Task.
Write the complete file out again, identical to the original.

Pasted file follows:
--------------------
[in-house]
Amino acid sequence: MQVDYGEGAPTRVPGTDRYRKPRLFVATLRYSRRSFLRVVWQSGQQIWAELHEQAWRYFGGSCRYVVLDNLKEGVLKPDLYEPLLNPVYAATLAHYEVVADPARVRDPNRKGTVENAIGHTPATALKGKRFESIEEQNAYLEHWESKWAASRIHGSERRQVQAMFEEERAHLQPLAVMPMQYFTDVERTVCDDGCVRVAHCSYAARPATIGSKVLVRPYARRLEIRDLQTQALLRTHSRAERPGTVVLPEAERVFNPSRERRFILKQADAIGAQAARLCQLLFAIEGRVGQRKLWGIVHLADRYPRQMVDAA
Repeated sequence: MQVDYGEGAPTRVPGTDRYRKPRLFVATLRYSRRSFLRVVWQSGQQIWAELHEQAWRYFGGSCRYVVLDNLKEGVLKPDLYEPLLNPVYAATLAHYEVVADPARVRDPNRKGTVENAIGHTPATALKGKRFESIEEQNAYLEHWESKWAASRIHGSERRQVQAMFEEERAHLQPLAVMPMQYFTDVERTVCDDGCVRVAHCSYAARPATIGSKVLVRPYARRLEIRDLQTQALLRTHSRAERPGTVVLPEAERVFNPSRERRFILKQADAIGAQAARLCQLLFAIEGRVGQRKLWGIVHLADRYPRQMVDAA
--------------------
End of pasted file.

[in-house]
Amino acid sequence: MQVDYGEGAPTRVPGTDRYRKPRLFVATLRYSRRSFLRVVWQSGQQIWAELHEQAWRYFGGSCRYVVLDNLKEGVLKPDLYEPLLNPVYAATLAHYEVVADPARVRDPNRKGTVENAIGHTPATALKGKRFESIEEQNAYLEHWESKWAASRIHGSERRQVQAMFEEERAHLQPLAVMPMQYFTDVERTVCDDGCVRVAHCSYAARPATIGSKVLVRPYARRLEIRDLQTQALLRTHSRAERPGTVVLPEAERVFNPSRERRFILKQADAIGAQAARLCQLLFAIEGRVGQRKLWGIVHLADRYPRQMVDAA
Repeated sequence: MQVDYGEGAPTRVPGTDRYRKPRLFVATLRYSRRSFLRVVWQSGQQIWAELHEQAWRYFGGSCRYVVLDNLKEGVLKPDLYEPLLNPVYAATLAHYEVVADPARVRDPNRKGTVENAIGHTPATALKGKRFESIEEQNAYLEHWESKWAASRIHGSERRQVQAMFEEERAHLQPLAVMPMQYFTDVERTVCDDGCVRVAHCSYAARPATIGSKVLVRPYARRLEIRDLQTQALLRTHSRAERPGTVVLPEAERVFNPSRERRFILKQADAIGAQAARLCQLLFAIEGRVGQRKLWGIVHLADRYPRQMVDAA